The trial court upheld the efficacy of the writ in its November 11, 2014 order, finding that Flood of DC “transferred its business and all of its assets to Flood [of] MD with an ‘intent to hinder, delay or defraud any creditor of the debtor.’ “ This finding allowed Brighthaupt to execute the judgment for recovery against Flood of MD, although the original judgment was against Flood of DC. Flood of MD appeals both the July 21, 2014, (initial) and October 1, 2014, (omnibus) orders, but not the November 11, 2014, order.3

II.

We first address Flood of MD's argument that the trial court improperly denied appellant's emergency motion to quash the writ of attachment because a) the writ attached the bank account of a non-party transferee without a court order b) the trial court improperly relied on D.C.Code § 16–547 when denying the motion to quash and c) the writ did not name Flood of MD on the writ itself. Given that Flood of MD did not properly present the third issue to the trial court,4 we address only a combination of the first and second arguments: whether a post-judgment writ of attachment obtained pursuant to § 16–547 can reach the assets of a transferee when the creditor has a reason to believe that a fraudulent transfer occurred. We answer in the affirmative and accordingly affirm the trial court's orders.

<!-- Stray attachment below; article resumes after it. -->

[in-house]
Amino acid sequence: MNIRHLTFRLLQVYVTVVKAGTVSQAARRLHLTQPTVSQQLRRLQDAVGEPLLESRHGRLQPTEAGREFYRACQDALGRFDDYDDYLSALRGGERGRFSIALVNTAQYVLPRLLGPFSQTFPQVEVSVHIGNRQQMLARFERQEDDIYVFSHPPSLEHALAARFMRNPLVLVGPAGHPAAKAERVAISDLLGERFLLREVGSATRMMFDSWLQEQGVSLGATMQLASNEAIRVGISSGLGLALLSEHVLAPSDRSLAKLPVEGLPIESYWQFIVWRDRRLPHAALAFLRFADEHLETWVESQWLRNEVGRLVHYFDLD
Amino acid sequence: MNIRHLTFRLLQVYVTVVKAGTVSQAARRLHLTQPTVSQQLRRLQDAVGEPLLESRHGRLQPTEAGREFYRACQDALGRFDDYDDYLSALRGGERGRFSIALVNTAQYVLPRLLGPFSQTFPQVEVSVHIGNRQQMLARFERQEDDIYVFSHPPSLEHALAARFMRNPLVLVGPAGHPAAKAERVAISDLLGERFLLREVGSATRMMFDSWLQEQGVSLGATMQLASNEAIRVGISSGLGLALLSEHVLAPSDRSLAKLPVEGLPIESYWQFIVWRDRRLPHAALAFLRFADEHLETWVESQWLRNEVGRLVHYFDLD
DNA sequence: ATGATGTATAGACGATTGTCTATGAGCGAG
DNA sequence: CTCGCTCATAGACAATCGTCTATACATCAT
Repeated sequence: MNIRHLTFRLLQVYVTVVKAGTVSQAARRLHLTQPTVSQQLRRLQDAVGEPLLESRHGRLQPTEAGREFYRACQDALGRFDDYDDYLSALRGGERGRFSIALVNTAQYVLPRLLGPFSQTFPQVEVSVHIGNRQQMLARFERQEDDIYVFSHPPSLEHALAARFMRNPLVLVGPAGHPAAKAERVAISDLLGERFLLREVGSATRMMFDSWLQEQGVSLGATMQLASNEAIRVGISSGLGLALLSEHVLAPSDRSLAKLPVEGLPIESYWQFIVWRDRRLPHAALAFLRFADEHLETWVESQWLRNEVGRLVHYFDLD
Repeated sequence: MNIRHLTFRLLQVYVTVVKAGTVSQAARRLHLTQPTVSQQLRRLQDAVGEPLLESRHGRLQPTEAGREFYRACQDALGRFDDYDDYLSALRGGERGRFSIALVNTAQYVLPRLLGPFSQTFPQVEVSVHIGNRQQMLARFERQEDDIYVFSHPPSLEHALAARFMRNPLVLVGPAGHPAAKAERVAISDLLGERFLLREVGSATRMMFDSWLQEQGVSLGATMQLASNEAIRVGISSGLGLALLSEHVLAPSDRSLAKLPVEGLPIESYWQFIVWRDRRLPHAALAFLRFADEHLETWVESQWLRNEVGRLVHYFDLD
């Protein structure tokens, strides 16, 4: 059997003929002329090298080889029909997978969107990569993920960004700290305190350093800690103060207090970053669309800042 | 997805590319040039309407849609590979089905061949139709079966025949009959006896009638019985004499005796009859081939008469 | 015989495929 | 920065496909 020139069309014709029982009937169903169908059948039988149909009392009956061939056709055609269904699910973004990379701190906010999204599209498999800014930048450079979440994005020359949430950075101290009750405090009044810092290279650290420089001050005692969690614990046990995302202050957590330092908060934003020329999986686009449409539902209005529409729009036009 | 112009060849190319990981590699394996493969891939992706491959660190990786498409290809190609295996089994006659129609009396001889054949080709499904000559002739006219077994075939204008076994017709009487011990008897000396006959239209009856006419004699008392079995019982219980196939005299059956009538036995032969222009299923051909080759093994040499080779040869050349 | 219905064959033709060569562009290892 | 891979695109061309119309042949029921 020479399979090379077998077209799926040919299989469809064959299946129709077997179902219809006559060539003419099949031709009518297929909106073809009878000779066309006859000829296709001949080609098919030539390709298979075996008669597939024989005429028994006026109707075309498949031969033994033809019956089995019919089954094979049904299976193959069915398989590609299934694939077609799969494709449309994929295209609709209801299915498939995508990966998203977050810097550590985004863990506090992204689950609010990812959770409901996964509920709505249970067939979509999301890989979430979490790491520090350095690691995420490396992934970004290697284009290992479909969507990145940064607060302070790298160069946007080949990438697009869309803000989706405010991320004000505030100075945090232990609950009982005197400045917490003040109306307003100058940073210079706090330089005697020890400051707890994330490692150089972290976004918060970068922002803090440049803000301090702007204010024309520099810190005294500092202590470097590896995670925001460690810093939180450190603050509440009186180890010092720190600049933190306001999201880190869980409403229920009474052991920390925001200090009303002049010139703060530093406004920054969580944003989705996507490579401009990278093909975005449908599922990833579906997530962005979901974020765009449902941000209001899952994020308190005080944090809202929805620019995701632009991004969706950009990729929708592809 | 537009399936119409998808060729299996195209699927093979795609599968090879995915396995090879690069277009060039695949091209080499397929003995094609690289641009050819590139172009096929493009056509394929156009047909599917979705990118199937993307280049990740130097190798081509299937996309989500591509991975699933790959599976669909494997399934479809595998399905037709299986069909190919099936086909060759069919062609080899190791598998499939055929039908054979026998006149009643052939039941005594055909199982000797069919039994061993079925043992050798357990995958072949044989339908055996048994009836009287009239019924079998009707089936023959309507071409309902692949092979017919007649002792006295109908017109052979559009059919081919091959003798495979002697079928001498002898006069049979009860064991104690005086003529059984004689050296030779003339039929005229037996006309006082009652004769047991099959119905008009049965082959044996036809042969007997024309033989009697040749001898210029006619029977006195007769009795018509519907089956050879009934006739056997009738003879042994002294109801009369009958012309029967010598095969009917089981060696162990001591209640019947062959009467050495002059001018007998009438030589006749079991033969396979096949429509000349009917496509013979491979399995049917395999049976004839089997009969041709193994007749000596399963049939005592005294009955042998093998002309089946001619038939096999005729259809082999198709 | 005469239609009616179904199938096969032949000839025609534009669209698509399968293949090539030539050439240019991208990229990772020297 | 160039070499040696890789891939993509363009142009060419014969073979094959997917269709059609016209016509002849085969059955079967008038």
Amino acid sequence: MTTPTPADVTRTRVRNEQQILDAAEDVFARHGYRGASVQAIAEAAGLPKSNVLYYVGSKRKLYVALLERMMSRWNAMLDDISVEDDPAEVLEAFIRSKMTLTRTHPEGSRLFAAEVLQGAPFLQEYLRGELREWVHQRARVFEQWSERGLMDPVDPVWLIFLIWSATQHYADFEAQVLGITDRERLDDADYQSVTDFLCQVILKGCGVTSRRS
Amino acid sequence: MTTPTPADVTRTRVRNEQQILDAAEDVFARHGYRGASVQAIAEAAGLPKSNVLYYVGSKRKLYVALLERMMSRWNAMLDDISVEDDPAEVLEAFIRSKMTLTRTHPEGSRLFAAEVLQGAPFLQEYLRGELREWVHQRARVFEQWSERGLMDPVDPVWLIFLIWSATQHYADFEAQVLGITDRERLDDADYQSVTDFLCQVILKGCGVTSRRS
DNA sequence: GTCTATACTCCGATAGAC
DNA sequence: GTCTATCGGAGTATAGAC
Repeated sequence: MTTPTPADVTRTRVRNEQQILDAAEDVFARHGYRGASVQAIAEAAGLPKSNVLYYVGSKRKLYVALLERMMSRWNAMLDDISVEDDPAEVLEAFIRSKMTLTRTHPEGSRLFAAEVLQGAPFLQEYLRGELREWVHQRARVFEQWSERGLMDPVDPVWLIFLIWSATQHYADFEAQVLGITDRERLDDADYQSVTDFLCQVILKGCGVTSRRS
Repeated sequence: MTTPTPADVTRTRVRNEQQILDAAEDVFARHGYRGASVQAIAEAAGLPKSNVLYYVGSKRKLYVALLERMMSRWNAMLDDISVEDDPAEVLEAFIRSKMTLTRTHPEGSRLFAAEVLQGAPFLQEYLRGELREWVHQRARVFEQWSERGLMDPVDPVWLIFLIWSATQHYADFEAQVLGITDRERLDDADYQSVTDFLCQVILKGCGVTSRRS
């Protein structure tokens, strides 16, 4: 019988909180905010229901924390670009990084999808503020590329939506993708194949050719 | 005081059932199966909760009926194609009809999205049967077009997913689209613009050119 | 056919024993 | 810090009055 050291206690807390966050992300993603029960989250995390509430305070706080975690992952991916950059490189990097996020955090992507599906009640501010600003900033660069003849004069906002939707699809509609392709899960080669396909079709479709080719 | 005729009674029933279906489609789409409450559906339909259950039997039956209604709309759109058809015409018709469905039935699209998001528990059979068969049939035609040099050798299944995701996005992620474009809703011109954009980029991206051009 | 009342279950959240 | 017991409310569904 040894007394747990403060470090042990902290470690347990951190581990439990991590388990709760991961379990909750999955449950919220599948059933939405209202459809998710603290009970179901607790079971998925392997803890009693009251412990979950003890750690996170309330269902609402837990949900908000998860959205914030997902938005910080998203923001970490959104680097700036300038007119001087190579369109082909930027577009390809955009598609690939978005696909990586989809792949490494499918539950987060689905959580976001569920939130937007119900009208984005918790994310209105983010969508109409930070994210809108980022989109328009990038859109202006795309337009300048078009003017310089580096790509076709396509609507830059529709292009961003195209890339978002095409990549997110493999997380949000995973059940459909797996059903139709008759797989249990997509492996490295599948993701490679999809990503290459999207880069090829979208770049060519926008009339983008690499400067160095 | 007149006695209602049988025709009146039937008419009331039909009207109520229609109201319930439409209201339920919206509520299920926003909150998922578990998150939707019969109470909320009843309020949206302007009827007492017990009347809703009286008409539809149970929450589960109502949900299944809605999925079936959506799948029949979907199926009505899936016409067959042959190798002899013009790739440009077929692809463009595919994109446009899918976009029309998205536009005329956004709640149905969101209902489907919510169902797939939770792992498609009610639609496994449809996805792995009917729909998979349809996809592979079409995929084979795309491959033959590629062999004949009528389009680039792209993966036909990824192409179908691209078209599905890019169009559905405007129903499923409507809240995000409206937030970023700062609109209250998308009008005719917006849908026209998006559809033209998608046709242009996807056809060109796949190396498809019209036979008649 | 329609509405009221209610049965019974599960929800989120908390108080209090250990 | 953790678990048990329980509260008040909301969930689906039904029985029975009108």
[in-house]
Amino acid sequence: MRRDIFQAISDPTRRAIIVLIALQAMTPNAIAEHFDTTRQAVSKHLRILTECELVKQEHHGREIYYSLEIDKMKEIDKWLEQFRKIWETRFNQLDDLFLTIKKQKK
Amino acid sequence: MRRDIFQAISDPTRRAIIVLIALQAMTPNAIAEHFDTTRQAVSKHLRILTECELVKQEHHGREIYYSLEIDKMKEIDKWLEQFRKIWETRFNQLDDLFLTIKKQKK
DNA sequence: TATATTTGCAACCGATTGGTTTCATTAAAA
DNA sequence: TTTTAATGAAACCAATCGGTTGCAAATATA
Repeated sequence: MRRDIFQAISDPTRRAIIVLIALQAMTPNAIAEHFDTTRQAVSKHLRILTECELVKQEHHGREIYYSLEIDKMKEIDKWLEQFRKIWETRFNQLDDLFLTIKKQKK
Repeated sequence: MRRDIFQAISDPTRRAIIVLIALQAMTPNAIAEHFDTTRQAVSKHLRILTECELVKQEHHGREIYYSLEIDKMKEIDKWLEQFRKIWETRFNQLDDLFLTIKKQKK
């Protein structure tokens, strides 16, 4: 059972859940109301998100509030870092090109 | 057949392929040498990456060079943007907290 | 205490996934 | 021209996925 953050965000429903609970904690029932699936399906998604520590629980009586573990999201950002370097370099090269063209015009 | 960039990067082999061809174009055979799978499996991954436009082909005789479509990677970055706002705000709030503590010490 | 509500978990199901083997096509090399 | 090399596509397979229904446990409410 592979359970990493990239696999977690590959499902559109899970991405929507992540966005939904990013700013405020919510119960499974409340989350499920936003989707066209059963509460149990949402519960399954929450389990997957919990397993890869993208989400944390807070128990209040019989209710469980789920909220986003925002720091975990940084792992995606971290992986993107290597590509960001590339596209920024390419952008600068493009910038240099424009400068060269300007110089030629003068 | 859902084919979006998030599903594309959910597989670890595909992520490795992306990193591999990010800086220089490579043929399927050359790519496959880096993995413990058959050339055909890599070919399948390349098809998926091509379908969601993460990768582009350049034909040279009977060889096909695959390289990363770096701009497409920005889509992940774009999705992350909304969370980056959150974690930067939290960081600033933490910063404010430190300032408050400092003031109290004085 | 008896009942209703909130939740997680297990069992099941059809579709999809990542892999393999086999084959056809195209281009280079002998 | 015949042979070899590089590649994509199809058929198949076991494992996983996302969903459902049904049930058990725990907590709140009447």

The law of the District reflects a fundamental distinction in writs of attachment: those obtained before judgment and those obtained after judgment. The pre- and post-judgment writ of attachment distinction is important because it balances two competing economic interests—protection of innocent parties from unlawful attachment on the one hand and a creditor's easy access to a debtor's assets on the other. Writs obtained before judgment are issued in anticipation of litigation and those obtained after judgment are issued to enforce a judgment. Generally speaking, pre-judgment writs of attachment are available only in limited circumstances because of the significant risk of improper attachment. Moreover, a creditor must comply with additional procedural safeguards, such as filing an affidavit and posting a bond to protect the debtor against an unlawful writ, before executing the pre-judgment writ of attachment. Post-judgment writs of attachment are more freely available, without such procedural safeguards, because the risk of an unlawful attachment is much lower given that a factfinder has already found in favor of the creditor. The circumstances of this case raise the question of whether a writ of attachment that includes the bank account number of a nonparty, in the absence of a judicial finding of a fraudulent conveyance, should be treated as a prejudgment writ of attachment obtained against a new party or may be treated as a post-judgment writ of attachment obtained against a transferee that is fraudulently holding assets for a debtor.